Monthly Archives: February 2017

William Grey Walter and his Machina speculatrix

William Grey Walter and his Machina speculatrix

On February 19, 1910, British neurophysiologist and robotician William Grey Walter was born. Walter is best known for linking learning with a particular brain wave as revealed by measurements by electroencephalograph. But his most famous work was his construction of some of the first electronic autonomous robots. Even though William Walter was birn in Kansas City, he moved to England at the age of five and attended first Westminster School and…
Heinrich Karl Brugsch and the Decipherment of Demotic Script

Heinrich Karl Brugsch and the Decipherment of Demotic Script

On February 18, 1827, German egyptologist Heinrich Karl Brugsch was born. Brugsch was associated with Auguste Mariette in his excavations at Memphis and pioneered in the decipherment of Demotic, the simplified script of the later Egyptian periods. He also recognized the Semitic side of Egyptian grammar, thus enabling a far more comprehensive and systematic understanding of hieroglyphs. Heinrich Karl Brugsch was born in Berlin, Germany, as the son of Prussian…
Friedrich Eduard Beneke and experimental Psychology

Friedrich Eduard Beneke and experimental Psychology

On February 17, 1798, German psychologist and post-Kantian philosopher Friedrich Eduard Beneke was born. Beneke argued that inductive psychology was the foundation for the study of all philosophical disciplines. He rejected the existing idealism for a form of associationism influenced by both Immanuel Kant and Locke. Beneke agreed with Herbart’s general idea that mathematics should be introduced into psychology, but he felt that Herbart’s attempt to quantify psychological phenomena was insufficiently…
Henry Martyn Leland and his Motorcars

Henry Martyn Leland and his Motorcars

On February 16, 1843, American machinist, inventor, engineer and automotive entrepreneur Henry Martyn Leland was born. Leland founded Cadillac Motors (22 Aug 1902) to build the Cadillac, the first automobile with high-precision, fully-interchangable parts. During WW I, he formed a new company to manufactured aircraft engines, which after the war he produced a new automobile: the Lincoln. “Mr. Sloan, Cadillacs are made to run, not just to sell.”, Henry Martin…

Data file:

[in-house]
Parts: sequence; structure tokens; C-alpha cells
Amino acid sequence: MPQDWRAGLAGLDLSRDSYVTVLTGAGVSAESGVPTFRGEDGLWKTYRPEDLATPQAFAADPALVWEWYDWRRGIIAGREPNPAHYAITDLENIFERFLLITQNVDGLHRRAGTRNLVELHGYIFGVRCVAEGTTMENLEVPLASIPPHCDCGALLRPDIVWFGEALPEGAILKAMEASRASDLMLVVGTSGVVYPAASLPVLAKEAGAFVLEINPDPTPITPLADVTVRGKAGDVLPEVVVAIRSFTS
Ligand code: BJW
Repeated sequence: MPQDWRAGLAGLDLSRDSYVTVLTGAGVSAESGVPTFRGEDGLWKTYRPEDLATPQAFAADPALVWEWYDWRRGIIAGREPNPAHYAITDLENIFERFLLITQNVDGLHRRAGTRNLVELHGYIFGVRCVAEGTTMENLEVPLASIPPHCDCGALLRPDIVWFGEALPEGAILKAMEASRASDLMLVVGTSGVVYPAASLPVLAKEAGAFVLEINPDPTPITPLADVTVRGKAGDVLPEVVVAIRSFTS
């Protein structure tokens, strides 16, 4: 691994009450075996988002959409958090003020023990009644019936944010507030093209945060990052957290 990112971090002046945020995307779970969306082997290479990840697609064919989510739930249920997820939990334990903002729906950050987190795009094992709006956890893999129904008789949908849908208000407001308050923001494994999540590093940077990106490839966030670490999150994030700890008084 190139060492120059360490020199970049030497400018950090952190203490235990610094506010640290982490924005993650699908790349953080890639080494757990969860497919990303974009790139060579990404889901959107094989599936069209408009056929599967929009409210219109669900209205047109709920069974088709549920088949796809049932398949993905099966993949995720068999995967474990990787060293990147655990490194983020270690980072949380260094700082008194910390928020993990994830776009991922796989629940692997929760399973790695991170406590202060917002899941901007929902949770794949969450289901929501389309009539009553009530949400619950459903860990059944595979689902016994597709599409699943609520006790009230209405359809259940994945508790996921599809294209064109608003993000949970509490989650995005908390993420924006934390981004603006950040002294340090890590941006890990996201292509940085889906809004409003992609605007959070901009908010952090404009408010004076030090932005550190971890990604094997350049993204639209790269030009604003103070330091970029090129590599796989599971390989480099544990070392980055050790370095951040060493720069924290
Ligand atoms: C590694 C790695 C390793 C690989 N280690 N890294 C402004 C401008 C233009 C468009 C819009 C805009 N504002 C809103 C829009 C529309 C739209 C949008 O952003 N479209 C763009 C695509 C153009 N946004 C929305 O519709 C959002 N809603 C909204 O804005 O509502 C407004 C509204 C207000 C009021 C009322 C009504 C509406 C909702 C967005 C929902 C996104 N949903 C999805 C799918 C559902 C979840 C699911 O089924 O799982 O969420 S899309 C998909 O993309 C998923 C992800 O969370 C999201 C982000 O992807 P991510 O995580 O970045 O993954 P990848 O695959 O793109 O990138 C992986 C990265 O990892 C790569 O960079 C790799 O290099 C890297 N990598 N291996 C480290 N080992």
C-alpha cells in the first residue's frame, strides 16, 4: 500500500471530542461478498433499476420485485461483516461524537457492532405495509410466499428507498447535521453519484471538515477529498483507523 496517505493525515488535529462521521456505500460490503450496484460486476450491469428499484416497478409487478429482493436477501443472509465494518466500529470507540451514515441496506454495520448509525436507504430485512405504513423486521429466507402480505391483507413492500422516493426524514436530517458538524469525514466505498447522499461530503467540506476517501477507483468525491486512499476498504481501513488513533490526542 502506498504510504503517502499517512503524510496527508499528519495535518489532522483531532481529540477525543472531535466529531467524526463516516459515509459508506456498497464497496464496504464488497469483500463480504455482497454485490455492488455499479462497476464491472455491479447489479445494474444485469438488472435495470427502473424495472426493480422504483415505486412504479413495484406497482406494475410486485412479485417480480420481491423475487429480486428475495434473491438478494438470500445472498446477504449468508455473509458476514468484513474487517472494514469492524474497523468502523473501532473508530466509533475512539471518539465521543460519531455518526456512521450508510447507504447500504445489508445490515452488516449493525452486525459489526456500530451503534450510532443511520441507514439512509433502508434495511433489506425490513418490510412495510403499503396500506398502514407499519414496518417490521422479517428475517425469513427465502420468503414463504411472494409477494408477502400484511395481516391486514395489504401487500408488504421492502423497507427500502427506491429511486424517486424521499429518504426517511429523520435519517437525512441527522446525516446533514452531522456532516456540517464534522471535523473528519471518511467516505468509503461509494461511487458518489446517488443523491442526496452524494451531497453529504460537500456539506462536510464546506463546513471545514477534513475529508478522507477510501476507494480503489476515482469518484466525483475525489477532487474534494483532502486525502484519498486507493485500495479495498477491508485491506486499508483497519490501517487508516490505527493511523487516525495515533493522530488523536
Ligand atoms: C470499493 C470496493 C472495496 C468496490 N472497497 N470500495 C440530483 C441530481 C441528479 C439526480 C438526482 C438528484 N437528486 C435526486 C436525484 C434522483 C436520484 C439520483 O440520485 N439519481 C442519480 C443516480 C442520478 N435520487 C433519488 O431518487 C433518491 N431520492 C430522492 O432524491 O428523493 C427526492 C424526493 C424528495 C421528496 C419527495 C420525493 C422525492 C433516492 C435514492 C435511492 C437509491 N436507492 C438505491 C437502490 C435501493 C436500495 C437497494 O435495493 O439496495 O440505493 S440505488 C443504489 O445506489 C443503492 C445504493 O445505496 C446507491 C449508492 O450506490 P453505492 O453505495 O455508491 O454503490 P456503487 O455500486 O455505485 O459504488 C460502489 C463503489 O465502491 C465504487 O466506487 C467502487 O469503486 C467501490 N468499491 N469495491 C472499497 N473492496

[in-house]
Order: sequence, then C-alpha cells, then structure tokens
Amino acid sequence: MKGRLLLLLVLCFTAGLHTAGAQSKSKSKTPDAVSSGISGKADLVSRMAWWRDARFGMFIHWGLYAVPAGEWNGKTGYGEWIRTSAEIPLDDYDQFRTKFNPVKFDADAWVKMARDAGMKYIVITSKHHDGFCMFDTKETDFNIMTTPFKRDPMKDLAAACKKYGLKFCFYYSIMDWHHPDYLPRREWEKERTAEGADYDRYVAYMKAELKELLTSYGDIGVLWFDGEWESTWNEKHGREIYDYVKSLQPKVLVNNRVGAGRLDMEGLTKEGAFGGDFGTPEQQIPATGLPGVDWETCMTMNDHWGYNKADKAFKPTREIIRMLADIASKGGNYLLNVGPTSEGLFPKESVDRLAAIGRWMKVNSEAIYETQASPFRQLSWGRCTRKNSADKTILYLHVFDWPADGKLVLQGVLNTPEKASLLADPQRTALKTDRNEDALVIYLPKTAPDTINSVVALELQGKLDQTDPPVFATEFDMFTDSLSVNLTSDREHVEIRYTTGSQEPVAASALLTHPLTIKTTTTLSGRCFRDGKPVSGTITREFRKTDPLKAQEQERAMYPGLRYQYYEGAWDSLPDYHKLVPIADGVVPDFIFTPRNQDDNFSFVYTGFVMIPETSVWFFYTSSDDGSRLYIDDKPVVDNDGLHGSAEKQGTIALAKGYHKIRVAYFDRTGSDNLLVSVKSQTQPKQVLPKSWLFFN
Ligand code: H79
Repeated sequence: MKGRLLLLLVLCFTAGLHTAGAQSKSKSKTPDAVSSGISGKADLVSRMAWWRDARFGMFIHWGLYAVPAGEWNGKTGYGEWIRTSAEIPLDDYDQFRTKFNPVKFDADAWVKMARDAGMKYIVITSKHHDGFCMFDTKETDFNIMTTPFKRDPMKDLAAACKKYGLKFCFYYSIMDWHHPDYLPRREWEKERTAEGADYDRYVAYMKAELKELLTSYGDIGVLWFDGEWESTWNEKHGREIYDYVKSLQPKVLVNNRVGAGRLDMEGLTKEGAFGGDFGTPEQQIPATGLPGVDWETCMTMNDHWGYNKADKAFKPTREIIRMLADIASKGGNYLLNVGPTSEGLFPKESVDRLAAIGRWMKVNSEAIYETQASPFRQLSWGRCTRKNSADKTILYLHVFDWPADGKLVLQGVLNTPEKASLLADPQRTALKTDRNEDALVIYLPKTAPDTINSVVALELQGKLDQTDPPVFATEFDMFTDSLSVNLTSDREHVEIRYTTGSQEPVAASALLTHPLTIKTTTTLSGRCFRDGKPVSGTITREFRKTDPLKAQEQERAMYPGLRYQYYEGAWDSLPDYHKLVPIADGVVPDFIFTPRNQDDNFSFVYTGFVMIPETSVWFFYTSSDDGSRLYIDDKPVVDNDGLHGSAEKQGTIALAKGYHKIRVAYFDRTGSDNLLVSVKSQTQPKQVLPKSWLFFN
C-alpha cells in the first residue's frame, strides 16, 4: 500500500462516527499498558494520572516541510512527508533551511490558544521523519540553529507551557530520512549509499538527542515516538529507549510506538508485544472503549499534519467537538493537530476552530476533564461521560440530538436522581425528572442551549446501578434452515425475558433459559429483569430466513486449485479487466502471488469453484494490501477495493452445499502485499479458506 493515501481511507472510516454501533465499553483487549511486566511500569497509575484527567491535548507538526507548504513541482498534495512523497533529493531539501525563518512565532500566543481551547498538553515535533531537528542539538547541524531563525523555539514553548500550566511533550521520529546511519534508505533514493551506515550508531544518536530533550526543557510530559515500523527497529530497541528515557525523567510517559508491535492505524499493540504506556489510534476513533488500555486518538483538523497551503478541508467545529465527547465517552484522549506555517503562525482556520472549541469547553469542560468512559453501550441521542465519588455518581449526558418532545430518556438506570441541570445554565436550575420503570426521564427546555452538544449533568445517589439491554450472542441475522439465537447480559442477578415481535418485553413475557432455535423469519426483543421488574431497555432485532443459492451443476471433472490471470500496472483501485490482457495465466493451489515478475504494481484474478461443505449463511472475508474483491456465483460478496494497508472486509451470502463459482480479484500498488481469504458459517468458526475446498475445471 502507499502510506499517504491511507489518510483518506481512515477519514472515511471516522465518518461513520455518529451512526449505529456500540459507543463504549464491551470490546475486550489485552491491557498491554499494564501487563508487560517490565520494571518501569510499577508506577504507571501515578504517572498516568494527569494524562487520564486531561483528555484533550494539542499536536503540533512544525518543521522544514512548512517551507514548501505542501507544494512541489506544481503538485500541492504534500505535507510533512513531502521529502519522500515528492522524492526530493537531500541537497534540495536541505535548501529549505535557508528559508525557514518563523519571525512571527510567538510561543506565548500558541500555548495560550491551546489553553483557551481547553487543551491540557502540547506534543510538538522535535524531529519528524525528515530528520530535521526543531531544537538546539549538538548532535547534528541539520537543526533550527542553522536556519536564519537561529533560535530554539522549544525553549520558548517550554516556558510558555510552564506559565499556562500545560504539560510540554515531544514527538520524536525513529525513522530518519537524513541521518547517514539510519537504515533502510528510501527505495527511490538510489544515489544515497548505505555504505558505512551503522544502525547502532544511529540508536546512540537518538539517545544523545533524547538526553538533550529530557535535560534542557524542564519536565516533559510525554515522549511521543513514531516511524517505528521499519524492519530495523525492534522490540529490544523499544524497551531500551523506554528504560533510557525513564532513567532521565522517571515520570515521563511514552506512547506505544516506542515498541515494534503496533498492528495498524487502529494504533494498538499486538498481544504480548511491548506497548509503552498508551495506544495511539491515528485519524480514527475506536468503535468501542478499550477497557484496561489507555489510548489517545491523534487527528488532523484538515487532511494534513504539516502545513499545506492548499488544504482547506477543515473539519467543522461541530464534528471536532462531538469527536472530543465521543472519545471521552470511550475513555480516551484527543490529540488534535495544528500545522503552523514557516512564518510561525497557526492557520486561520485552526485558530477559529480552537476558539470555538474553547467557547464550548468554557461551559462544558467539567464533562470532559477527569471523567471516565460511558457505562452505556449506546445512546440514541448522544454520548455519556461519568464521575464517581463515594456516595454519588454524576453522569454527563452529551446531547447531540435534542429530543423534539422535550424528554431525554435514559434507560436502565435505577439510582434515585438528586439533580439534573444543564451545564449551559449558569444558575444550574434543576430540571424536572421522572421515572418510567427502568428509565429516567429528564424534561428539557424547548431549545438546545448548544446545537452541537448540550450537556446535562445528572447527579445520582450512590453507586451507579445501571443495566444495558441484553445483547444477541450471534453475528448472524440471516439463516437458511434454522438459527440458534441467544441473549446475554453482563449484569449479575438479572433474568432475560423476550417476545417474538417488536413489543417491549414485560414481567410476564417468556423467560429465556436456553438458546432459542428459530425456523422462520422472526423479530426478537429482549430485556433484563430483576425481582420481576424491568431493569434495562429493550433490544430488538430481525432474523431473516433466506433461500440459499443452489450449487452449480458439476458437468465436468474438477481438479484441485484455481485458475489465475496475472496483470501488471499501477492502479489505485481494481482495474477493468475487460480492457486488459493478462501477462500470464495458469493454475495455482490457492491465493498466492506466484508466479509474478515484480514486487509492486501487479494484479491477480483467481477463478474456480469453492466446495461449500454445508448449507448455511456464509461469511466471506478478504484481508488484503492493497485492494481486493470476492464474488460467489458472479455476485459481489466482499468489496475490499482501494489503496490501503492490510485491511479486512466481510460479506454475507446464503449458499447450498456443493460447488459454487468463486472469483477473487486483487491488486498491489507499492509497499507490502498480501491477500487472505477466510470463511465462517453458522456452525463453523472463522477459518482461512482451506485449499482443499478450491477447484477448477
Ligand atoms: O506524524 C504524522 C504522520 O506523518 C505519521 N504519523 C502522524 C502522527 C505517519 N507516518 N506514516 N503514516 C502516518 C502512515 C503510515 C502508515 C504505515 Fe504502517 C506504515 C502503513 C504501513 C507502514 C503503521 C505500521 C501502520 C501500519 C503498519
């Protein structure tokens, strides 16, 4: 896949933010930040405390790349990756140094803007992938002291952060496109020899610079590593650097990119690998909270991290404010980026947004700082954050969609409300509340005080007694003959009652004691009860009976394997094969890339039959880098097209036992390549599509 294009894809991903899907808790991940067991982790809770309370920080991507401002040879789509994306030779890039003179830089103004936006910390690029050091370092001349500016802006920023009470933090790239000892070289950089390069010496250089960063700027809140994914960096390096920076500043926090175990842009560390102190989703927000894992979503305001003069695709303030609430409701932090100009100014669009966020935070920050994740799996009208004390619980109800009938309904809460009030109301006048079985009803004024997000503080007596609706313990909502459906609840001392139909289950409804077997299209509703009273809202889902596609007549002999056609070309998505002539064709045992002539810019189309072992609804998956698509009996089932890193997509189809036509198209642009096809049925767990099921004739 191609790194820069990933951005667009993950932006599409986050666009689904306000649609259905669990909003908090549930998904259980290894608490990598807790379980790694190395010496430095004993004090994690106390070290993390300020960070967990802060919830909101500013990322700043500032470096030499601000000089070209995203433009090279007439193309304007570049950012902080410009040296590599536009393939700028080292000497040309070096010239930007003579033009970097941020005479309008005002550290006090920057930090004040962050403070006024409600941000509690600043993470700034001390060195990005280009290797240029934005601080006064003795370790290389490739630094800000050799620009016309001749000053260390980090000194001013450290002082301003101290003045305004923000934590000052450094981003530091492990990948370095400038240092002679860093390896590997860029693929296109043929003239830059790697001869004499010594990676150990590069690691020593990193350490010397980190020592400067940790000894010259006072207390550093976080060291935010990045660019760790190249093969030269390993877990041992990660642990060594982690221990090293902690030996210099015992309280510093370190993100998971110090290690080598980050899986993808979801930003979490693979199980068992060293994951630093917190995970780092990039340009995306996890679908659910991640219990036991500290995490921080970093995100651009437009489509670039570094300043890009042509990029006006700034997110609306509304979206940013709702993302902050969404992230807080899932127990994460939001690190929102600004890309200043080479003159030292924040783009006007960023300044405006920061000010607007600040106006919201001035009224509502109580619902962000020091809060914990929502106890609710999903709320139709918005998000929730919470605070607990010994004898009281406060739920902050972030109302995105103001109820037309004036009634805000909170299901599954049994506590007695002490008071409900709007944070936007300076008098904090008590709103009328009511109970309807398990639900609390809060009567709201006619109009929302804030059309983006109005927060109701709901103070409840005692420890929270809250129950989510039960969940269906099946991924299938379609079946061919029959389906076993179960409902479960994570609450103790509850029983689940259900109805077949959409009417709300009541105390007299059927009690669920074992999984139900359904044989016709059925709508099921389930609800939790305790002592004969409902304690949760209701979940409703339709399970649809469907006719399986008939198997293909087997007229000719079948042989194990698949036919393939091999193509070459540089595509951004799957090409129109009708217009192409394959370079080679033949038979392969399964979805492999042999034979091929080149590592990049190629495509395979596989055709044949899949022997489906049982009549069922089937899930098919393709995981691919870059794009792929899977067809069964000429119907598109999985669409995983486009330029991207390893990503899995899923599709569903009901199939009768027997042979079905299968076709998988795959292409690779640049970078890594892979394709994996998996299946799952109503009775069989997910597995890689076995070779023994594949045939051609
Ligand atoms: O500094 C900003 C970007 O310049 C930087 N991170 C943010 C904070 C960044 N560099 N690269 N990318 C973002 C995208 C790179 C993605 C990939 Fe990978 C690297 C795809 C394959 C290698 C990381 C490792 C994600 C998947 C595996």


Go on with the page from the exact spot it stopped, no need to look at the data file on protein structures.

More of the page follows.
Hans von Euler-Chelpin and the Alcoholic Fermentation of Sugar

Hans von Euler-Chelpin and the Alcoholic Fermentation of Sugar

On February 15, 1873, German-born Swedish biochemist Hans von Euler-Chelpin was born. Hans von Euler-Chelpin shared the 1929 Nobel Prize for Chemistry with Sir Arthur Harden for work on the role of enzymes in the alcoholic fermentation of sugar. Hans von Euler-Chelpin volunteered in the Bavarian first Field Artillery Regiment. In 1891, he began studying art at the Munich Academy of Painting and was taught by the German artist Ludwig Schmid-Reutte. Euler-Chelpin…
Willem Johan Kolff and Artificial Organs

Willem Johan Kolff and Artificial Organs

On February 14, 1911, Dutch-American physician and biomedical engineer Willem Johan Kolff was born. Kolff is considered to be the Father of Artificial Organs, and is regarded as one of the most important physicians of the 20th century. He made his major discoveries in the field of dialysis for kidney failure during the Second World War. Willem Johan Kolff was born in Leiden, Netherlands, as the eldest of a family…
John Louis Emil Dreyer and the New General Catalogue of Nebulae and Clusters

John Louis Emil Dreyer and the New General Catalogue of Nebulae and Clusters

On February 13, 1852, Danish-Irish astronomer John Louis Emil Dreyer was born. Dreyer’s major contribution was the monumental New General Catalogue of Nebulae and Clusters of Stars (based on William Herschels Catalogue of Nebulae), the catalogue numbers of which are still in use today. John Louis Emil Dreyer was the son of Lieutenant General John Christopher Dreyer, back then the Danish Minister for War and the Navy. From early age, Dreyer…
Julian Schwinger and Quantum Electrodynamics

Julian Schwinger and Quantum Electrodynamics

On February 12, 1918, US-american theoretical physicist and Nobel Laureate Julian Seymour Schwinger was born. Schwinger is best known for his work on the theory of quantum electrodynamics (QED), in particular for developing a relativistically invariant perturbation theory, and for renormalizing QED to one loop order. Julian Seymour Schwinger was born in New York City, to Orthodox Jewish parents originally from Poland, Belle and Benjamin Schwinger, a prosperous garment manufacturer.…
Vivian Fuchs and the Commonwealth Trans-Antarctic Expedition

Vivian Fuchs and the Commonwealth Trans-Antarctic Expedition

On February 11, 1908, British geologist and explorer Sir Vivian Ernest Fuchs was born. Fuchs initiated and led together with Sir Edmund Hillary the Commonwealth Trans-Antarctic Expedition of 1957-58, which completed the first overland crossing of Antarctica in 1958. Vivian Fuchs was educated as a geologist and completed his first expedition to Greenland in 1929. One year later, Fuchs travelled with a Cambridge University expedition to study the geology of East African…
Richard Brauer and the Theory of Algebra

Richard Brauer and the Theory of Algebra

On February 10, 1901, German and American mathematician Richard Dagobert Brauer was born. Brauer worked mainly in abstract algebra, but made important contributions to number theory. He was the founder of modular representation theory. Richard Brauer was born in Charlottenburg, a district of Berlin, Germany, which was not incorporated into the city until 1920, to Max Brauer, a well-off businessman in the wholesale leather trade, and his wife Lilly Caroline.…
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